By Isaac Cohen*
Stock markets in the United States closed the third quarter with the worst monthly performance since the slump caused by the pandemic in March 2020. Even so, despite the loss of 4.8 percent in September, for this year the S&P500 index is up 15 percent and it reached six consecutive quarters of positive results. As Nobel laureate and Yale professor Robert J. Schiller said, in The New York Times 10/03/21), all major asset classes, including stocks, bonds and real estate, in the United States “have never been this overpriced simultaneously in modern history.”
For this reason, there are several concerns. Starting with the new variant of the virus, complex negotiations in Congress, inflationary pressures and the central bank’s dismantling of accommodative measures, together with supply-chain bottlenecks and hiring difficulties.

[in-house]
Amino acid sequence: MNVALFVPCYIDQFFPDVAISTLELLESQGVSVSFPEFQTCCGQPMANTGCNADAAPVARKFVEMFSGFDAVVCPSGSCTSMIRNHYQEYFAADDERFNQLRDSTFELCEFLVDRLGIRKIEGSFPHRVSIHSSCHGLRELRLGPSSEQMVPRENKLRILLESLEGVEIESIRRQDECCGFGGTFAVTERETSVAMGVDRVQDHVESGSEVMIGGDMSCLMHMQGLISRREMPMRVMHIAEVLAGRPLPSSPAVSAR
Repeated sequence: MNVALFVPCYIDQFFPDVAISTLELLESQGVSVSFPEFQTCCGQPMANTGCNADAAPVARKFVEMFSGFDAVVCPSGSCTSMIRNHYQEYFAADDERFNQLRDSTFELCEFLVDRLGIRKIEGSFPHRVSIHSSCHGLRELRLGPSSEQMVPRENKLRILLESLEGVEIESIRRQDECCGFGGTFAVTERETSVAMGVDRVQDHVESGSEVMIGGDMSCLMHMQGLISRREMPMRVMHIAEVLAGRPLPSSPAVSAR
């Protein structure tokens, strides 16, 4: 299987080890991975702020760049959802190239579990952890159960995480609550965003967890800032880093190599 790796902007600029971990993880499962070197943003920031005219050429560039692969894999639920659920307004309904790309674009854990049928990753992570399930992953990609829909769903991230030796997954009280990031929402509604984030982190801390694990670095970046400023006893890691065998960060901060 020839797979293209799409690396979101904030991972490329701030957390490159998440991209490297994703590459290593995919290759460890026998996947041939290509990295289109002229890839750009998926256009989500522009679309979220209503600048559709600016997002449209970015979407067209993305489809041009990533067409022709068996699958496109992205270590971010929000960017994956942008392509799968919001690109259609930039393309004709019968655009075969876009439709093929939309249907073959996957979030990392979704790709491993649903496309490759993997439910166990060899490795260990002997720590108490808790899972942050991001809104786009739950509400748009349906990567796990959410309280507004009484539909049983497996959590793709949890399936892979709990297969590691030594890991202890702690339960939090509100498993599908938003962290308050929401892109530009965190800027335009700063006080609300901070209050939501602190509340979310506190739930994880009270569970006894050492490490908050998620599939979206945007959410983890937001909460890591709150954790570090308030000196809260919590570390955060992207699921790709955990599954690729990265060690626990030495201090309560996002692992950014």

Unfortunately, nobody knows with certainty when a bull market comes to an end. Except for abrupt crashes, such as those of September 11, or last year’s pandemic slump, not all sectors decline simultaneously. As pointed by the columnist Mark Hulbert, in the Wall Street Journal (10/05/21), “not all sectors…hit their bull-market highs at the same time.” Therefore, Hulbert says, “in most cases it’s more accurate to view a bull-market top as a process rather than a single event.” Be it as it may, Professor Schiller concluded, “clearly, this is a time for investors to be cautious.”
*International analyst and consultant, former Director ECLAC Washington. Commentator on economic and financial issues for CNN en Español TV and radio, UNIVISION, TELEMUNDO and other media.